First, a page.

Local musician and producer Erik Blood — who’s worked in hip-hop with Shabazz Palaces and punk rock with Tacocat — plays the High Dive to celebrate his new release “Lost in Slow Motion.”
It still brings tears to Erik Blood’s eyes.
Sinking into a small, orange-cushioned chair in his dark studio near the old Rainier Brewery, Blood seems lost in thought. He’s staring into space as “Out This Way” — that final track — plays on his monitors. He sips a cup of coffee, tears percolating in the corners of his eyes.
With Wall of Ears, Fruit Juice. 9 p.m. (doors open at 8 p.m.) Saturday, April 30, at High Dive, 513 N. 36th St., Seattle; $8 advance, $10 day of show (206-632-0212 or highdiveseattle.com).
The day the song was written, Blood decided the relationship he was in had to end. He’d asked a Seattle hip-hopper, Otis Calvin of OCnotes, to come into the studio that afternoon and sing on the smooth, penultimate track, “Ostrich.” Nothing sounded right at first, Blood says, but soon Calvin had found a line around which to build an entirely new song.
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“He sung the words, ‘out this way,’ and I’m like in tears at my desk,” Blood says. “He didn’t know I was going through a breakup — it was amazing.”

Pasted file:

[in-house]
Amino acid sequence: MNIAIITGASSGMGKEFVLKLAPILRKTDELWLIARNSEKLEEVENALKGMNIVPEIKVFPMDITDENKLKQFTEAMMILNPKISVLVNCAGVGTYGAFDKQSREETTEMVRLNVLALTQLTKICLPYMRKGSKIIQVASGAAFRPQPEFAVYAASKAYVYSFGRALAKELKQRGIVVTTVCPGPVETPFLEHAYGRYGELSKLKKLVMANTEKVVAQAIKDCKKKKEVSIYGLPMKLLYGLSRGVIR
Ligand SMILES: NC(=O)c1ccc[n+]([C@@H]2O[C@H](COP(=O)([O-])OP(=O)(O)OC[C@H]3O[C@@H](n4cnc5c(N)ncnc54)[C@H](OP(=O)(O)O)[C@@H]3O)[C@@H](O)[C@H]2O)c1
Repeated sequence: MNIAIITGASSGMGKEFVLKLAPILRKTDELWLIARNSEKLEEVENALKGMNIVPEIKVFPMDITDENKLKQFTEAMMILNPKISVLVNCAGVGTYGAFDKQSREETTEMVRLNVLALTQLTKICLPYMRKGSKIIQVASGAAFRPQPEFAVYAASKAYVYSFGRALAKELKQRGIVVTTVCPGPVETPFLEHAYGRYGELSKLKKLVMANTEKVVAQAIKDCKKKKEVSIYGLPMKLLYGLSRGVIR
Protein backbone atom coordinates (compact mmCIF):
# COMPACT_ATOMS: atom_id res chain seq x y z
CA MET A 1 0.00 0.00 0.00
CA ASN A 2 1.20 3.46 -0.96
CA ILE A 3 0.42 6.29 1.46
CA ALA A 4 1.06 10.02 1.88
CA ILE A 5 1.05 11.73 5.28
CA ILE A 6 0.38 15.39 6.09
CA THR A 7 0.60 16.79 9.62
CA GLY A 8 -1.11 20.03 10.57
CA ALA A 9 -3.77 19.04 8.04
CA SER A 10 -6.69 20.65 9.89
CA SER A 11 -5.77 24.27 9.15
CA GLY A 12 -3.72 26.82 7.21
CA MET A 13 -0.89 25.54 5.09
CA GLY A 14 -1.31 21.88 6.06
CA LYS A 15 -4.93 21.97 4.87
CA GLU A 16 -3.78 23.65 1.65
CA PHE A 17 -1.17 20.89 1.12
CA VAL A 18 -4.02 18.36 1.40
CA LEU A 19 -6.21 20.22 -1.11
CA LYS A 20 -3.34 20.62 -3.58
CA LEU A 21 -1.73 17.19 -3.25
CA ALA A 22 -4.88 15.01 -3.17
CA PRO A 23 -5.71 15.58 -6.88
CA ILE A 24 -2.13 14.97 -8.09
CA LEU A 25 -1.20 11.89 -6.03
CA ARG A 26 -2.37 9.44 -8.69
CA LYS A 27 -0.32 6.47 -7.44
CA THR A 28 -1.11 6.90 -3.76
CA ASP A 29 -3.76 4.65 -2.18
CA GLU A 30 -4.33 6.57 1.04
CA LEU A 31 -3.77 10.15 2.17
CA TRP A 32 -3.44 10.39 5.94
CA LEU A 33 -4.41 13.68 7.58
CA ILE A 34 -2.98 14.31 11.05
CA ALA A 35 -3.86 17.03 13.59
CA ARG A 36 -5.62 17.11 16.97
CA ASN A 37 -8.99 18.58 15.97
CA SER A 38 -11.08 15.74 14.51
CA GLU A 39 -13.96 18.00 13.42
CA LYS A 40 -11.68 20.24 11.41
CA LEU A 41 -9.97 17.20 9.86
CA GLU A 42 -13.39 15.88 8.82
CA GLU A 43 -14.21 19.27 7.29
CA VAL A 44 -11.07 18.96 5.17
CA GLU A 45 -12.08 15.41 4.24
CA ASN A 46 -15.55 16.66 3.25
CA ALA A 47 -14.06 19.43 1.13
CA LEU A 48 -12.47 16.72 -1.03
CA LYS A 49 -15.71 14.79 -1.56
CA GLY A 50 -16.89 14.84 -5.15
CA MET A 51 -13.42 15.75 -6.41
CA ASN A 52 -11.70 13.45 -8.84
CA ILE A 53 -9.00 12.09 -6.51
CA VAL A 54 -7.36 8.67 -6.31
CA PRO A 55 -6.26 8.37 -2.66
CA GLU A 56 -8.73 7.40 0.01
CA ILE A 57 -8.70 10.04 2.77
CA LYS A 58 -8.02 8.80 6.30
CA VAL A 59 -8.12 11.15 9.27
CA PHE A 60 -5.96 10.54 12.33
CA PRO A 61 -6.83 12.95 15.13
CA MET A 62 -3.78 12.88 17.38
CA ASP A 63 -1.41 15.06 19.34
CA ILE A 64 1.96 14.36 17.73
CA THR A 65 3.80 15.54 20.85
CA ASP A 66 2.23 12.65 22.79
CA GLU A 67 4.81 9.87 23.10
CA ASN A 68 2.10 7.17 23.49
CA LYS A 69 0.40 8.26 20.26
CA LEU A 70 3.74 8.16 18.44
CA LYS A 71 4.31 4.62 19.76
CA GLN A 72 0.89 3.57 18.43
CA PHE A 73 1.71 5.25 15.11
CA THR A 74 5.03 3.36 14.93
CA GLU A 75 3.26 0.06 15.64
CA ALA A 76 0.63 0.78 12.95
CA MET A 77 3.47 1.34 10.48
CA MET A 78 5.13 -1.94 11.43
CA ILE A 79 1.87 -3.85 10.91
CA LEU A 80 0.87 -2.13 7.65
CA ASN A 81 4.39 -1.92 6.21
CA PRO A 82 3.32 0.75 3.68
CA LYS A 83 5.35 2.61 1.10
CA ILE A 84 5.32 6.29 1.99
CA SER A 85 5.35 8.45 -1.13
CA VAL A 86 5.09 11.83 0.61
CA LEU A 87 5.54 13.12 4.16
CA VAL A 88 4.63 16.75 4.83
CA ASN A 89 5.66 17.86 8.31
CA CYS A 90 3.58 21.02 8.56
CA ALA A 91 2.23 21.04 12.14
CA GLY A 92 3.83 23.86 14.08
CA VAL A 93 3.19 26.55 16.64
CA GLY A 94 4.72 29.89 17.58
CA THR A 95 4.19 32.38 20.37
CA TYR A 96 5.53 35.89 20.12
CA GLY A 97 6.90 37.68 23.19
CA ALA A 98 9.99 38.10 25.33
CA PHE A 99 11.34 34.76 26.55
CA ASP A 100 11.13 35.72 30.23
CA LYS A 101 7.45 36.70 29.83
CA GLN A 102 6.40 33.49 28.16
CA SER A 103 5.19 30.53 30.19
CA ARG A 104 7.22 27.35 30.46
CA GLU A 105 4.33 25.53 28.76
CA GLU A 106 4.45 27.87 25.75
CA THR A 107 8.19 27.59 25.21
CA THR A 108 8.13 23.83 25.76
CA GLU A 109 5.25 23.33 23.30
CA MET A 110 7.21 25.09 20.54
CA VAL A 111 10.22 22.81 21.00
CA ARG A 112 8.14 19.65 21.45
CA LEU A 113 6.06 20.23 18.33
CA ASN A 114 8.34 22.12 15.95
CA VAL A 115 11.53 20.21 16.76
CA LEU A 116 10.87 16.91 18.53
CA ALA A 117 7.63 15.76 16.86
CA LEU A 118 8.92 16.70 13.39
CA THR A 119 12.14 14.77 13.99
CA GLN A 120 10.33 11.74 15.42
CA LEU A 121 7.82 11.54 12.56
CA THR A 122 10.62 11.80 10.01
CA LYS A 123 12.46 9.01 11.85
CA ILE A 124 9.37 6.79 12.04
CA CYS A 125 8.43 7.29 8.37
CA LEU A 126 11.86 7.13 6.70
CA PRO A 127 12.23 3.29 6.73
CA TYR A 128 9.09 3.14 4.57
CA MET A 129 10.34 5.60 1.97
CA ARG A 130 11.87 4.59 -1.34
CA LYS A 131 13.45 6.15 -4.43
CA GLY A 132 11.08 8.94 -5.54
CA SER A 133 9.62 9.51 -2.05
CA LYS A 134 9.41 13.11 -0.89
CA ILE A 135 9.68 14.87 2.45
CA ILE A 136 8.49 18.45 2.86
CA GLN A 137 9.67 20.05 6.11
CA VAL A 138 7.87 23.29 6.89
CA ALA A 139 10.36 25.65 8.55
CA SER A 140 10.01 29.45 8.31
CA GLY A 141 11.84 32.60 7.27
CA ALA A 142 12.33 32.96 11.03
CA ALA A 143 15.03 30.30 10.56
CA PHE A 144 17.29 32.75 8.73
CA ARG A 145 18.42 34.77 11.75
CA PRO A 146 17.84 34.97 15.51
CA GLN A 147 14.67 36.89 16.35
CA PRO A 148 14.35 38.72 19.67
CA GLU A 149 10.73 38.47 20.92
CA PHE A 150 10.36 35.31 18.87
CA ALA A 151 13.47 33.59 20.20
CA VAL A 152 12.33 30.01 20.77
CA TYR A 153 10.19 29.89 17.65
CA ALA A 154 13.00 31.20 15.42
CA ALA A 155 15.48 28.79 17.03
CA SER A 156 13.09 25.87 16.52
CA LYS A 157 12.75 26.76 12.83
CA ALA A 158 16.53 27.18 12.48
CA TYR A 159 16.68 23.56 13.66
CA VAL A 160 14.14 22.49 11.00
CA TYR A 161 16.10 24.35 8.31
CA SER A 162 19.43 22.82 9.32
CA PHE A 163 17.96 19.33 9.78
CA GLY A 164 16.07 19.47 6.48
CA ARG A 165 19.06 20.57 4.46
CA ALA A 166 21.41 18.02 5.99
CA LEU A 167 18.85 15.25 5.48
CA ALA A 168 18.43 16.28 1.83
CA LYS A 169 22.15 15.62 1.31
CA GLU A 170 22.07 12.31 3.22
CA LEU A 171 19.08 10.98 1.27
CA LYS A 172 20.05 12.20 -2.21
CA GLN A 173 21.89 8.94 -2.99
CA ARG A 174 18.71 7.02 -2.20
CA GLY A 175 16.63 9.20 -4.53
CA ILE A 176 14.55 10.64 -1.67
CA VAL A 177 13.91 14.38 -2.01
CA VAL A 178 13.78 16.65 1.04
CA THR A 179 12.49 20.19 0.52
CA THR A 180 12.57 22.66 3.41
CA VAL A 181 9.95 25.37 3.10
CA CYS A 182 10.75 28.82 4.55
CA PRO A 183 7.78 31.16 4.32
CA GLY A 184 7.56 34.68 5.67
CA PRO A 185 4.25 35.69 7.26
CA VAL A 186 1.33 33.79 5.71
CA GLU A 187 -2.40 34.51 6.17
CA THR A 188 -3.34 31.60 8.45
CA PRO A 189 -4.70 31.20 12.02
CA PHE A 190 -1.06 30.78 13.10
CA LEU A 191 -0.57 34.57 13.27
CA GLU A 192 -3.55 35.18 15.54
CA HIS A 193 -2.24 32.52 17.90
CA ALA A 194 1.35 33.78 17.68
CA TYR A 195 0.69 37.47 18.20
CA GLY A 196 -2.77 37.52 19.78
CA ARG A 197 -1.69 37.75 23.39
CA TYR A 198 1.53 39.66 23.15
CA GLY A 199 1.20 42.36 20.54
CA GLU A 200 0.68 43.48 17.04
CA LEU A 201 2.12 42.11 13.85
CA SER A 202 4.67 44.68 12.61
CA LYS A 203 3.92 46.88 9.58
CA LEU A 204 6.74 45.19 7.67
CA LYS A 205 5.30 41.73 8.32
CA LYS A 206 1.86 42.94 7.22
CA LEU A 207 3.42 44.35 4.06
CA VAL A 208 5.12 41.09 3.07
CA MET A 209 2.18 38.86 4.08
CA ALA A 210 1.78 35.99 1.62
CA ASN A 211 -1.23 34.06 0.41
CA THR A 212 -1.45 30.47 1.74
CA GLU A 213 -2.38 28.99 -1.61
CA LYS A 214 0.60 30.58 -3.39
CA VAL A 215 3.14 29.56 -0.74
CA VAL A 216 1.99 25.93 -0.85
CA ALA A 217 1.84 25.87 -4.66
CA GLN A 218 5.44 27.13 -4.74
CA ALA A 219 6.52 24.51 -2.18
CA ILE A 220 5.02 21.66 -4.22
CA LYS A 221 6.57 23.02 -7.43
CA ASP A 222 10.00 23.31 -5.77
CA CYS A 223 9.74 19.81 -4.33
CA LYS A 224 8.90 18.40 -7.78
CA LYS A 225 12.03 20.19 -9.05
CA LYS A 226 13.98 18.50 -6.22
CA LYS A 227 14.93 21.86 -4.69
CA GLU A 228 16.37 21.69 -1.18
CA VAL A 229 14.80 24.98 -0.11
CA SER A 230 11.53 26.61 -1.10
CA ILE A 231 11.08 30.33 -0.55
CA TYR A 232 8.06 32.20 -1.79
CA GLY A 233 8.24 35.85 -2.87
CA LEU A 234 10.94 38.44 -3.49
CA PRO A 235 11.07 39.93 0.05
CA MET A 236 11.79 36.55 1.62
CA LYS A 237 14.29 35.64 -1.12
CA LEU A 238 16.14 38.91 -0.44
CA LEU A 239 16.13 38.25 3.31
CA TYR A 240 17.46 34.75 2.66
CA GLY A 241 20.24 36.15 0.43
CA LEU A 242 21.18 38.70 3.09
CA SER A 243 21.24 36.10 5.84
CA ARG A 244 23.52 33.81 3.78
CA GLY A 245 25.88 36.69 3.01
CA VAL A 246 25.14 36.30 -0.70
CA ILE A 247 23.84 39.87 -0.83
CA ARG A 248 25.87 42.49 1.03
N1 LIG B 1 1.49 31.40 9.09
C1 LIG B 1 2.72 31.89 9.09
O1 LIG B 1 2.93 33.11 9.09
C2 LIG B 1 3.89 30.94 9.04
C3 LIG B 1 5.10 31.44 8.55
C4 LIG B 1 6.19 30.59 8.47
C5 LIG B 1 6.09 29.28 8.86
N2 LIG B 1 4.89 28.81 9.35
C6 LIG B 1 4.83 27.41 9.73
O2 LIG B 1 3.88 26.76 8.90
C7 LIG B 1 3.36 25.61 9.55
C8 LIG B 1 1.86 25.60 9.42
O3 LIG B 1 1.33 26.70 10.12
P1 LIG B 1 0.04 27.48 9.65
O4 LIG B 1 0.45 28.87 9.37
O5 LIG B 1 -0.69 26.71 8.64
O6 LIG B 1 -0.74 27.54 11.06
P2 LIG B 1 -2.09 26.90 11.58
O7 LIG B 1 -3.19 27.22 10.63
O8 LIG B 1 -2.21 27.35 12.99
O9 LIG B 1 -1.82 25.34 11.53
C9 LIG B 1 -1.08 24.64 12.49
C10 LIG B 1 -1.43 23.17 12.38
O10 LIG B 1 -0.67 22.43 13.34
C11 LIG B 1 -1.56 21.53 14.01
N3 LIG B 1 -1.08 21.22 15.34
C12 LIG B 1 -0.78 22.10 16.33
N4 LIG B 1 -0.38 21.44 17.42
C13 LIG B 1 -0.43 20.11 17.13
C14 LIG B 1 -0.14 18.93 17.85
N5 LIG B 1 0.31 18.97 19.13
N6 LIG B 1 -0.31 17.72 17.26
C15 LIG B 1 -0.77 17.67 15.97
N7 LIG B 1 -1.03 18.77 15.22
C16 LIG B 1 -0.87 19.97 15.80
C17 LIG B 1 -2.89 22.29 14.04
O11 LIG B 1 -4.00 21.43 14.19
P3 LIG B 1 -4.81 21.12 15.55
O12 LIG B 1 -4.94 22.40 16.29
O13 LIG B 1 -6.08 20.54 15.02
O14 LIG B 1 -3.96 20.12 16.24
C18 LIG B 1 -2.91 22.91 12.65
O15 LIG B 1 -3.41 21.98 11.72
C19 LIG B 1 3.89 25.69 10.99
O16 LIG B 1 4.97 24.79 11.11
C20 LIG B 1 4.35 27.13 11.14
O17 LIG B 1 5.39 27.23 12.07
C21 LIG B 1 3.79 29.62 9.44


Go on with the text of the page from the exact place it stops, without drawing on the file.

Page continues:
Blood admits that the thoughtful “Slow Motion,” which is full of catharsis and emotion, is “technically a breakup record.” But, he adds, “it’s not solely that. The record isn’t a downer — I’m an optimist; I don’t see anything horrible with change.”
Blood seems to be constantly making music, whether it’s for his own projects or collaborations. He produced Tacocat’s latest LP and is working on Pickwick’s. He is also part of the Emerald City hip-hop crew Black Constellation, which includes Shabazz Palaces (with whom Blood shares his studio), THEESatisfaction, Chimurenga Renaissance and others.
In fact, his frequent collaborations led him to a new creative zone. “The record has grown with me,” he says. “Personally, it’s my favorite thing I’ve ever done; it’s the expression that I wanted to put forth.”
“Slow Motion” is both understated and large. There’s an ethereal, space-age quality to it — a sonic call to the stars — but it also has a clear center. “The Attic System,” for example, meanders with liquid-like synths between stepping-stone-like, staccato drumbeats. “Bloused Up” features a fat, four-on-the-floor electric guitar reminiscent of Australian band Tame Impala, one of Blood’s influences, along with Prince, New Order and Public Enemy.
But beyond the established pantheon of rock and rap, Blood gravitates to the next generation for his inspiration. “I want to hear stuff kids are making,” he says. “Teenagers, 20-year-olds. I’m happy to hop around where the kids are. But most of all, I want the music to find me.”